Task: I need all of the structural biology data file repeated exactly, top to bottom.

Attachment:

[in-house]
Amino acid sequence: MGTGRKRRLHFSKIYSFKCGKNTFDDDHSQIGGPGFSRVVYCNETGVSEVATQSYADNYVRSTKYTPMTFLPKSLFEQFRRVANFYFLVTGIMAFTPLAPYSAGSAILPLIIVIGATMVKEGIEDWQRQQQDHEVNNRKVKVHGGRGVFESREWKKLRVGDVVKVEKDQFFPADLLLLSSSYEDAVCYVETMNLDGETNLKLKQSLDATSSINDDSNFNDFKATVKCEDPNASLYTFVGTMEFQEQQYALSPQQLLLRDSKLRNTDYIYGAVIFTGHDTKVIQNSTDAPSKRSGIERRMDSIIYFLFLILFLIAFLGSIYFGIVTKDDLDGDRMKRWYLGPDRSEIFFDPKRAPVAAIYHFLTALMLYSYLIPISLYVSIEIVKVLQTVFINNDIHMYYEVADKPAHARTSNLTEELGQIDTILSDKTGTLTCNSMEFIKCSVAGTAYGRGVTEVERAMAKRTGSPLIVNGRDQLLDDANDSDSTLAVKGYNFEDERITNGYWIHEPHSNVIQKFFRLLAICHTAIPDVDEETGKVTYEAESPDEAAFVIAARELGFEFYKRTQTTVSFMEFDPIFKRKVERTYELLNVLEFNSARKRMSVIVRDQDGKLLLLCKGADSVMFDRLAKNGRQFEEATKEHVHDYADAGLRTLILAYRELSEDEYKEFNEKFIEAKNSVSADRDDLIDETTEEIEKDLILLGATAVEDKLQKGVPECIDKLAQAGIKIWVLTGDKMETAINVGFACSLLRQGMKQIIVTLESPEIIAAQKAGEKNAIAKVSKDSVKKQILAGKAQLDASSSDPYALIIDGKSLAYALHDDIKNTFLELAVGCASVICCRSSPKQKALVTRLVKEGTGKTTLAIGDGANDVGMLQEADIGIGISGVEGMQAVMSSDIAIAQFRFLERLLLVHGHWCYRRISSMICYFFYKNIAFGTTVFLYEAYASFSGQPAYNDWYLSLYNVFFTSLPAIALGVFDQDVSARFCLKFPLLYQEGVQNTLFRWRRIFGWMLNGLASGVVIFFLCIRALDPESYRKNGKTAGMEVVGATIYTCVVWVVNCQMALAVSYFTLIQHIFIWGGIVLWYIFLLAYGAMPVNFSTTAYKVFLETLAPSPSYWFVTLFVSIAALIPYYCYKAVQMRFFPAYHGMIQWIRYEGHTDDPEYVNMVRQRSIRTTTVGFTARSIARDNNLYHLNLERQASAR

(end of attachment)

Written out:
[in-house]
Amino acid sequence: MGTGRKRRLHFSKIYSFKCGKNTFDDDHSQIGGPGFSRVVYCNETGVSEVATQSYADNYVRSTKYTPMTFLPKSLFEQFRRVANFYFLVTGIMAFTPLAPYSAGSAILPLIIVIGATMVKEGIEDWQRQQQDHEVNNRKVKVHGGRGVFESREWKKLRVGDVVKVEKDQFFPADLLLLSSSYEDAVCYVETMNLDGETNLKLKQSLDATSSINDDSNFNDFKATVKCEDPNASLYTFVGTMEFQEQQYALSPQQLLLRDSKLRNTDYIYGAVIFTGHDTKVIQNSTDAPSKRSGIERRMDSIIYFLFLILFLIAFLGSIYFGIVTKDDLDGDRMKRWYLGPDRSEIFFDPKRAPVAAIYHFLTALMLYSYLIPISLYVSIEIVKVLQTVFINNDIHMYYEVADKPAHARTSNLTEELGQIDTILSDKTGTLTCNSMEFIKCSVAGTAYGRGVTEVERAMAKRTGSPLIVNGRDQLLDDANDSDSTLAVKGYNFEDERITNGYWIHEPHSNVIQKFFRLLAICHTAIPDVDEETGKVTYEAESPDEAAFVIAARELGFEFYKRTQTTVSFMEFDPIFKRKVERTYELLNVLEFNSARKRMSVIVRDQDGKLLLLCKGADSVMFDRLAKNGRQFEEATKEHVHDYADAGLRTLILAYRELSEDEYKEFNEKFIEAKNSVSADRDDLIDETTEEIEKDLILLGATAVEDKLQKGVPECIDKLAQAGIKIWVLTGDKMETAINVGFACSLLRQGMKQIIVTLESPEIIAAQKAGEKNAIAKVSKDSVKKQILAGKAQLDASSSDPYALIIDGKSLAYALHDDIKNTFLELAVGCASVICCRSSPKQKALVTRLVKEGTGKTTLAIGDGANDVGMLQEADIGIGISGVEGMQAVMSSDIAIAQFRFLERLLLVHGHWCYRRISSMICYFFYKNIAFGTTVFLYEAYASFSGQPAYNDWYLSLYNVFFTSLPAIALGVFDQDVSARFCLKFPLLYQEGVQNTLFRWRRIFGWMLNGLASGVVIFFLCIRALDPESYRKNGKTAGMEVVGATIYTCVVWVVNCQMALAVSYFTLIQHIFIWGGIVLWYIFLLAYGAMPVNFSTTAYKVFLETLAPSPSYWFVTLFVSIAALIPYYCYKAVQMRFFPAYHGMIQWIRYEGHTDDPEYVNMVRQRSIRTTTVGFTARSIARDNNLYHLNLERQASAR